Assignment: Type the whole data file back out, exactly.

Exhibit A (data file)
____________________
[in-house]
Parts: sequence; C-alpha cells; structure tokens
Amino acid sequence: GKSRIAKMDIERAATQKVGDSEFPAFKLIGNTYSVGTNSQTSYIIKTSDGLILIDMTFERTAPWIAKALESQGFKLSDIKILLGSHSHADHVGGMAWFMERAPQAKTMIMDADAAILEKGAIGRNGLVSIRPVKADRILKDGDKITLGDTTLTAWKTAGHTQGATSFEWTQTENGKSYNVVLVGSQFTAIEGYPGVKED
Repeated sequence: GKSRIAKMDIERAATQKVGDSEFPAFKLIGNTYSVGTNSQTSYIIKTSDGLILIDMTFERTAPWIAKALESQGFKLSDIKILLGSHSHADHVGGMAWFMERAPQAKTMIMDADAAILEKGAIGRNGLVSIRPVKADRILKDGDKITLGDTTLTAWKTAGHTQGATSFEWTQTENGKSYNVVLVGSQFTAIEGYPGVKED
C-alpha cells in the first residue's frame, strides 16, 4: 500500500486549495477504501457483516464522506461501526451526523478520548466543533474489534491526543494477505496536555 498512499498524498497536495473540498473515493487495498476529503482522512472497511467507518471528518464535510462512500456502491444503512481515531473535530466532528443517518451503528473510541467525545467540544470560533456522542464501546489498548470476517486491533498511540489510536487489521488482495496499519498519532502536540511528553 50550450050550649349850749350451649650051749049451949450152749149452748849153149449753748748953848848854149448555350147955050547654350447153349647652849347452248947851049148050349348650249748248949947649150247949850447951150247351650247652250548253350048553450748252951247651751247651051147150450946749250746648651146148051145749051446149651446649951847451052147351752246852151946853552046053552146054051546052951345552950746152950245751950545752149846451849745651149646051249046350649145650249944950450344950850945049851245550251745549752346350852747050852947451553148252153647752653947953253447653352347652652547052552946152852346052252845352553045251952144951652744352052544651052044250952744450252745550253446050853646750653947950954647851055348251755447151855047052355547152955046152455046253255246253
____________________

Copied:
[in-house]
Parts: sequence; C-alpha cells; structure tokens
Amino acid sequence: GKSRIAKMDIERAATQKVGDSEFPAFKLIGNTYSVGTNSQTSYIIKTSDGLILIDMTFERTAPWIAKALESQGFKLSDIKILLGSHSHADHVGGMAWFMERAPQAKTMIMDADAAILEKGAIGRNGLVSIRPVKADRILKDGDKITLGDTTLTAWKTAGHTQGATSFEWTQTENGKSYNVVLVGSQFTAIEGYPGVKED
Repeated sequence: GKSRIAKMDIERAATQKVGDSEFPAFKLIGNTYSVGTNSQTSYIIKTSDGLILIDMTFERTAPWIAKALESQGFKLSDIKILLGSHSHADHVGGMAWFMERAPQAKTMIMDADAAILEKGAIGRNGLVSIRPVKADRILKDGDKITLGDTTLTAWKTAGHTQGATSFEWTQTENGKSYNVVLVGSQFTAIEGYPGVKED
C-alpha cells in the first residue's frame, strides 16, 4: 500500500486549495477504501457483516464522506461501526451526523478520548466543533474489534491526543494477505496536555 498512499498524498497536495473540498473515493487495498476529503482522512472497511467507518471528518464535510462512500456502491444503512481515531473535530466532528443517518451503528473510541467525545467540544470560533456522542464501546489498548470476517486491533498511540489510536487489521488482495496499519498519532502536540511528553 50550450050550649349850749350451649650051749049451949450152749149452748849153149449753748748953848848854149448555350147955050547654350447153349647652849347452248947851049148050349348650249748248949947649150247949850447951150247351650247652250548253350048553450748252951247651751247651051147150450946749250746648651146148051145749051446149651446649951847451052147351752246852151946853552046053552146054051546052951345552950746152950245751950545752149846451849745651149646051249046350649145650249944950450344950850945049851245550251745549752346350852747050852947451553148252153647752653947953253447653352347652652547052552946152852346052252845352553045251952144951652744352052544651052044250952744450252745550253446050853646750653947950954647851055348251755447151855047052355547152955046152455046253255246253